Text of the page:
NEW ZEALAND: Bright avocado season predicted

by Carmen Hall, New Zealand Herald


Avocado volumes have dropped 40 per cent this season. Carmen Hall asks NZ Avocado chief executive Jen Scoular about the fewer numbers and the future of the industry.


Why such a drop in volumes?

It’s a good question. Volumes of avocados being produced by New Zealand growers is down markedly from the last season which was our largest volume ever.


But demand is still very good, so with limited supply, returns for avocados from the New Zealand and export markets will be very good this year.


NZ Avocado has been doing a round of field days in the Bay of Plenty this week, with packers and exporters, and the general agreement is that the orchard gate returns for grower per tray will be ahead of last year, although the yields are down.


The 2014-15 season yielded $135 million FOB in sales with a record 7.1 million tray crop, 2013-14 saw $136 million in sales off 4.9 million trays.


The drop in volume has become almost expected in avocados in New Zealand, trees suffer from irregular bearing, and the Primary Growth Partnership programme with the Government is looking at the research required to help growers address this considerable challenge


What has the feedback been from growers in regard to the poor season?

We have met with and chatted to over 200 growers at four field days in the Bay this week, where growers have heard from their exporter that returns are predicted to be very good. The industry is feeling very positive. We have seen increased collaboration across exporters and New Zealand marketers, industry value has increased markedly and investment into the industry is very strong.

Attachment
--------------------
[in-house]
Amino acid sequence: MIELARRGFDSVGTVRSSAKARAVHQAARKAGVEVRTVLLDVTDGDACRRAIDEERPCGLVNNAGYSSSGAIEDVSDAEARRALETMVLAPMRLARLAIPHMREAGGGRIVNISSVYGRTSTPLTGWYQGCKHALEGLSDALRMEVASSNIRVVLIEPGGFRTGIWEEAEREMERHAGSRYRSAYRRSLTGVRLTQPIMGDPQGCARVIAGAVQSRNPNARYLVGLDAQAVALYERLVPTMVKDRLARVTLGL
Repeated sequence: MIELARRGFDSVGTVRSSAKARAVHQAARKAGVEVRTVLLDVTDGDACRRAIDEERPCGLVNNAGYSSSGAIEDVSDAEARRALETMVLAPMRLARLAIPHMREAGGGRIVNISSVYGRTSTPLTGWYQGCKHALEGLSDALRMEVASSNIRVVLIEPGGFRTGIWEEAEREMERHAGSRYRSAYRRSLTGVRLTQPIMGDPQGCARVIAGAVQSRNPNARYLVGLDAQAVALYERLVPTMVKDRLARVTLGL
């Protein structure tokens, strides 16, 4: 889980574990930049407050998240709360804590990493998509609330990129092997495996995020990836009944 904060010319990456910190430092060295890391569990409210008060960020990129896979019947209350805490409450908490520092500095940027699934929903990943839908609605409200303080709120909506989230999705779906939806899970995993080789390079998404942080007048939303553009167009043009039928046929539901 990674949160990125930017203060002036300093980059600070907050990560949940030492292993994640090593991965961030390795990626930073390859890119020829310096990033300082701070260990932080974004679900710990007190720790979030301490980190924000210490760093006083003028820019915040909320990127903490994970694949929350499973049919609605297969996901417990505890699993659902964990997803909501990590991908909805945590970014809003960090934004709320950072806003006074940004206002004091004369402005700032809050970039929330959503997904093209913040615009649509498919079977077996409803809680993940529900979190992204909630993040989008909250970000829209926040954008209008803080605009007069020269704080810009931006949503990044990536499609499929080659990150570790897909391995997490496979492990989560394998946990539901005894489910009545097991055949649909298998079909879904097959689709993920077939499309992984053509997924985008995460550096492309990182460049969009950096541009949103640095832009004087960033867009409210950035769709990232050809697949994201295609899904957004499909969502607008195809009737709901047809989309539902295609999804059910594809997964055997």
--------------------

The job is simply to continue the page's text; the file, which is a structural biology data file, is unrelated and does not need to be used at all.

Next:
How many growers are in NZ – has there been an increase or decline of growers over the last three years?

There are 1350 avocado growers in New Zealand. The number of growers has not changed significantly in recent years but what has changed is that we see a significant increase in both scale and investment. We are seeing conversion of dairy land in the Far North and huge new plantings under way. Demand for new trees is so high that our two largest nurseries have a two-year wait list for avocado trees.


What are the three largest export markets?

Australia, Japan and Singapore.


What new initiatives has NZ Avocado adopted in the past 12 months to drive sales and awareness?


NZ Avocado joined the group of primary industries who were successful in gaining government investment through the Primary Growth Partnership.


This has allowed considerable investment in research, marketing and value chain analysis to support the increase in industry value.


NZ Avocado has continued its successful contestable fund scheme where we may fund up to 50 per cent of a promotions project managed by an exporter that aligns with the industry strategy. This initiative allows us to place our spend in a targeted area that will directly drive sales and support our exporters and growers.


What does the future hold moving forward and are there any other projects on the go?

Avocados grown in New Zealand offer an amazing nutritional experience, and tick all the boxes for safe, healthy food, an attribute demanded by the most discerning Asian customers. The future for New Zealand avocados looks bright, especially with the ever increasing global demand, new markets such as China and India that are yet to fully discover the avocado, and an industry of passionate growers and commercial entities who are excited about the opportunities available.


We are currently undertaking some innovative research on Japanese consumers using the lean social testing method which scans social media and blogs – any online conversations about avocados, to give us more in depth knowledge of what appeals to these consumers about avocados. Our research programme is focused and well structured and is yielding results which growers can start to incorporate into their thinking when deciding what management techniques to utilise on their orchards.


Source: New Zealand Herald

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